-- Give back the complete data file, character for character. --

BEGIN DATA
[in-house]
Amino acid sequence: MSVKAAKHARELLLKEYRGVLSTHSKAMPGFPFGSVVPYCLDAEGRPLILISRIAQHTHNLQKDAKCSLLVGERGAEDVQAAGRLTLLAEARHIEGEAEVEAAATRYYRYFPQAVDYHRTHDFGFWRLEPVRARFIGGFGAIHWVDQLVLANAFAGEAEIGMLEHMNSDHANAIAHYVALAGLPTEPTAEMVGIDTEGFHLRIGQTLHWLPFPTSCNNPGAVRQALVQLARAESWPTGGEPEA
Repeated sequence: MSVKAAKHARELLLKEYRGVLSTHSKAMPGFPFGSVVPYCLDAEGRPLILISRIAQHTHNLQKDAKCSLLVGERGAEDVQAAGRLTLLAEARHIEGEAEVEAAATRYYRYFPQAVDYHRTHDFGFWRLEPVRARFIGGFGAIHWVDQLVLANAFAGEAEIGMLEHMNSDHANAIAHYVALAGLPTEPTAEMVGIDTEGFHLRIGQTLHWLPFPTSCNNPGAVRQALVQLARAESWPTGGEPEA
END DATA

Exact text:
[in-house]
Amino acid sequence: MSVKAAKHARELLLKEYRGVLSTHSKAMPGFPFGSVVPYCLDAEGRPLILISRIAQHTHNLQKDAKCSLLVGERGAEDVQAAGRLTLLAEARHIEGEAEVEAAATRYYRYFPQAVDYHRTHDFGFWRLEPVRARFIGGFGAIHWVDQLVLANAFAGEAEIGMLEHMNSDHANAIAHYVALAGLPTEPTAEMVGIDTEGFHLRIGQTLHWLPFPTSCNNPGAVRQALVQLARAESWPTGGEPEA
Repeated sequence: MSVKAAKHARELLLKEYRGVLSTHSKAMPGFPFGSVVPYCLDAEGRPLILISRIAQHTHNLQKDAKCSLLVGERGAEDVQAAGRLTLLAEARHIEGEAEVEAAATRYYRYFPQAVDYHRTHDFGFWRLEPVRARFIGGFGAIHWVDQLVLANAFAGEAEIGMLEHMNSDHANAIAHYVALAGLPTEPTAEMVGIDTEGFHLRIGQTLHWLPFPTSCNNPGAVRQALVQLARAESWPTGGEPEA